Receiving a diagnosis of borderline personality disorder (BPD) may seem devastating. There’s a lot of confusion about what BPD really means and how it’s actually treated. Along with misunderstanding, there’s also stigma. This can make a person feel even more alone. However, BPD actually affects about two% of the population. That’s more people than have bipolar disorder or schizophrenia. And there’s good news: Borderline personality disorder is treatable and recovery is possible. But with so many misconceptions out there, it can be hard to know the truth about BPD and just how hard it can be to live with it. So let’s talk about a few of them…
Individuals with BPD are manipulative
BPD is the result of a combination of causes, including biological factors and a history of being invalidated, which may result in an inability to regulate emotions, according to Michael Baugh, LCSW, an expert in dialectical behaviour therapy (DBT) and mindfulness at Third Wave Behavioral Center, his private practice in Seattle. Picture a bell curve of emotionality, Baugh suggested. “Individuals at the more emotional end of the spectrum (like people with BPD and many good therapists) are more easily and strongly triggered by events in their environment, and it takes longer for them to return to baseline — but they can learn the skills to manage these more intense emotions,” he said.
Baugh gave the following example: An emotional child grows up in a stoic family, where he’s constantly told to calm down. He tries to follow the family’s rules by suppressing the awareness of his emotions. As the intensity of his emotions ramps up, however, it eventually bursts out of the zone where they can be ignored. When this happens, the emotions appear to go from zero to 60 on the emotions speedway, and their intensity can’t be controlled. “At that point, everybody in the family has to deal with it, and because people need to have emotions responded to, this only reinforces the person getting too emotional extremes,” Baugh said. Consequently, this becomes the only way the person knows how to manage emotional situations.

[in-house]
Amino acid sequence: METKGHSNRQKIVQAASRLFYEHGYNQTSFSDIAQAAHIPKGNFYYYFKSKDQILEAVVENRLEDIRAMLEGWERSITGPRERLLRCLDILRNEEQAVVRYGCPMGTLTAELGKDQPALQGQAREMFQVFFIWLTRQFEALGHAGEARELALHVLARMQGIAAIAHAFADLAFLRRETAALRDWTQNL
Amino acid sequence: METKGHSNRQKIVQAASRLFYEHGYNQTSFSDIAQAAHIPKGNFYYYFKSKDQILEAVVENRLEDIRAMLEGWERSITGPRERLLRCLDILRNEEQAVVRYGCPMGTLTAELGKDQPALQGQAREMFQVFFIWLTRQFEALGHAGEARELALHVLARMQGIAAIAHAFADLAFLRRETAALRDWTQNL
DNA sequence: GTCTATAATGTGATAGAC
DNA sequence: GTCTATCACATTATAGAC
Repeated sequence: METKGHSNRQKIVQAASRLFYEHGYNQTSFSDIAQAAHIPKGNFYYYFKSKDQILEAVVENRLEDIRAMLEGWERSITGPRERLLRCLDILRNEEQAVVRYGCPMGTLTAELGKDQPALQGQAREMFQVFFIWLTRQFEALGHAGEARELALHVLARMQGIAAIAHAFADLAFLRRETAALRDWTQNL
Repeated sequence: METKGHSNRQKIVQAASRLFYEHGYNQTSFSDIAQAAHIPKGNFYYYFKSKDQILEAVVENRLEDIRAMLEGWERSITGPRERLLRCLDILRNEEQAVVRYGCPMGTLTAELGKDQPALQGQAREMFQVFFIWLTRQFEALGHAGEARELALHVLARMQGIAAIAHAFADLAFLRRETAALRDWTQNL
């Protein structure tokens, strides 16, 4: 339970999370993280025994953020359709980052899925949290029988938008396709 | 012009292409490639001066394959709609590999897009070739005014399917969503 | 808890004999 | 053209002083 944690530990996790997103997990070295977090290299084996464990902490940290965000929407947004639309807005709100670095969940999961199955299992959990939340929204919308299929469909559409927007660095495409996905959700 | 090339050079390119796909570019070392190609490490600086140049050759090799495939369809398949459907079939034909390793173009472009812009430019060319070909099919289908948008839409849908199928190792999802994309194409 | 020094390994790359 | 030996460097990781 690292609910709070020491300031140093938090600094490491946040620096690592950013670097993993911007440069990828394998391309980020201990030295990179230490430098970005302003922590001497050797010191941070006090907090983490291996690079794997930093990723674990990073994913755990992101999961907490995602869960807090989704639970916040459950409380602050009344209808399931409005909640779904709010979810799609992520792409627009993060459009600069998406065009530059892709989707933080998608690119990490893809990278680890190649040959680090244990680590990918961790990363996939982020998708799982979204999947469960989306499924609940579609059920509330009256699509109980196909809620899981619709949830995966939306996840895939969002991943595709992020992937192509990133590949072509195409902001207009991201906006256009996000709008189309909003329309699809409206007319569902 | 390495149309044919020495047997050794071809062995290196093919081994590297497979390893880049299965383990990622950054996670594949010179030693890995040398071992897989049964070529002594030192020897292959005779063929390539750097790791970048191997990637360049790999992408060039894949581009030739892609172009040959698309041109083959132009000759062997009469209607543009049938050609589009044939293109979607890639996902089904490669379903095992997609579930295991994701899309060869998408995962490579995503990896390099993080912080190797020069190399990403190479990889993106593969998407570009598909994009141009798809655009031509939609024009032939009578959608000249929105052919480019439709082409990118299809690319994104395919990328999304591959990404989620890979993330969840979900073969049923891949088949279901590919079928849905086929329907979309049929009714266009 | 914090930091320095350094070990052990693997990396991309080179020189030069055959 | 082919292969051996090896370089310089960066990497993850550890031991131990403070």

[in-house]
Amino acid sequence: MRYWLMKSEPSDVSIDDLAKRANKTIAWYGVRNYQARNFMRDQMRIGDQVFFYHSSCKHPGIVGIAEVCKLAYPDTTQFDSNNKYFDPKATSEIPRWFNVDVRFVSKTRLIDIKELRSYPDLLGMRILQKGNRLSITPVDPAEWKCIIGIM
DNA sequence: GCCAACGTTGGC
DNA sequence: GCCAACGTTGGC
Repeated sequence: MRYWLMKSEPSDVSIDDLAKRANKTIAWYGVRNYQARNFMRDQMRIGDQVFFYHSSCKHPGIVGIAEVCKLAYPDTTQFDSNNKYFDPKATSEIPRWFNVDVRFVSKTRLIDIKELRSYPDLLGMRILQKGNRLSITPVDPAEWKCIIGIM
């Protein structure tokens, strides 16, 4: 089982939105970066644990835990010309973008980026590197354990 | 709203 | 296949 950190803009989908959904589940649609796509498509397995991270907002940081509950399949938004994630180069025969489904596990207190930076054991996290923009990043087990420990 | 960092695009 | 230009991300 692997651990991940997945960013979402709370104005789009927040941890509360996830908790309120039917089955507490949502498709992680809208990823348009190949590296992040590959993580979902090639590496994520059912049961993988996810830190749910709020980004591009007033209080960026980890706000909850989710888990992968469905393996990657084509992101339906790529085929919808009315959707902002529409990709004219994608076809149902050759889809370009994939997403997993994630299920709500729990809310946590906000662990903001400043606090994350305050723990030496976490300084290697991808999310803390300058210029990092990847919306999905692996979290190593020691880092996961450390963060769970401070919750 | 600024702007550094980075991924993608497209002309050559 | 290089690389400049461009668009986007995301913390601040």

In other words, a person with borderline personality disorder rarely makes a conscious decision to manipulate anyone. When a person isn’t having their needs met, they resort to extreme behaviours, according to Neil Bockian, Ph.D, founder and president of Behavioral Health Associates and co-author of New Hope For People with Borderline Personality Disorder. These behaviours then get reinforced when family members or people who don’t normally pay attention to them rush in, he said. When loved ones get burned out, the person with BPD starts escalating the behaviours.
“The research shows convincingly that some treatments for BPD are remarkably effective,” said Kristalyn Salters-Pedneault, Ph.D, a clinical psychologist who specializes in BPD and writes a blog on About.com on the disorder.
BPD is a life sentence
According to Alexander Chapman, Ph.D, president of the DBT Centre of Vancouver and co-author of The Borderline Personality Disorder Survival Guide: “In a recent study of patients with BPD who were hospitalized and then released, up to 70% no longer met criteria for the disorder at some point in a six-year follow-up period. Of those people who stopped meeting criteria for the disorder, 94% of them never met criteria again across the six years.”
People with BPD aren’t trying hard enough
According to Joan Wheelis, M.D., director of the Two Brattle Center in Cambridge, Mass., “it isn’t that clients aren’t motivated, but that there is significant emotional, cognitive and behavioural dysregulation associated with the disorder.” People don’t realize just how considerable their deficits are. Many are very intelligent, talented and productive so it’s hard to believe, she said. “The person is doing the best they can given their current mental state,” Bockian said.
Unfortunately, it’s not uncommon for people with BPD to refuse treatment. Many don’t think they have a problem. They may believe that this is who they are and that everything would be fixed if others reacted to them the way they’d like, Bockian said. “But treatment does work with whoever is motivated to seek it” he said. It is clear that living with BPD is no easy at all and there are many misconceptions out there. But there is help and advice to be found if you are willing to seek it.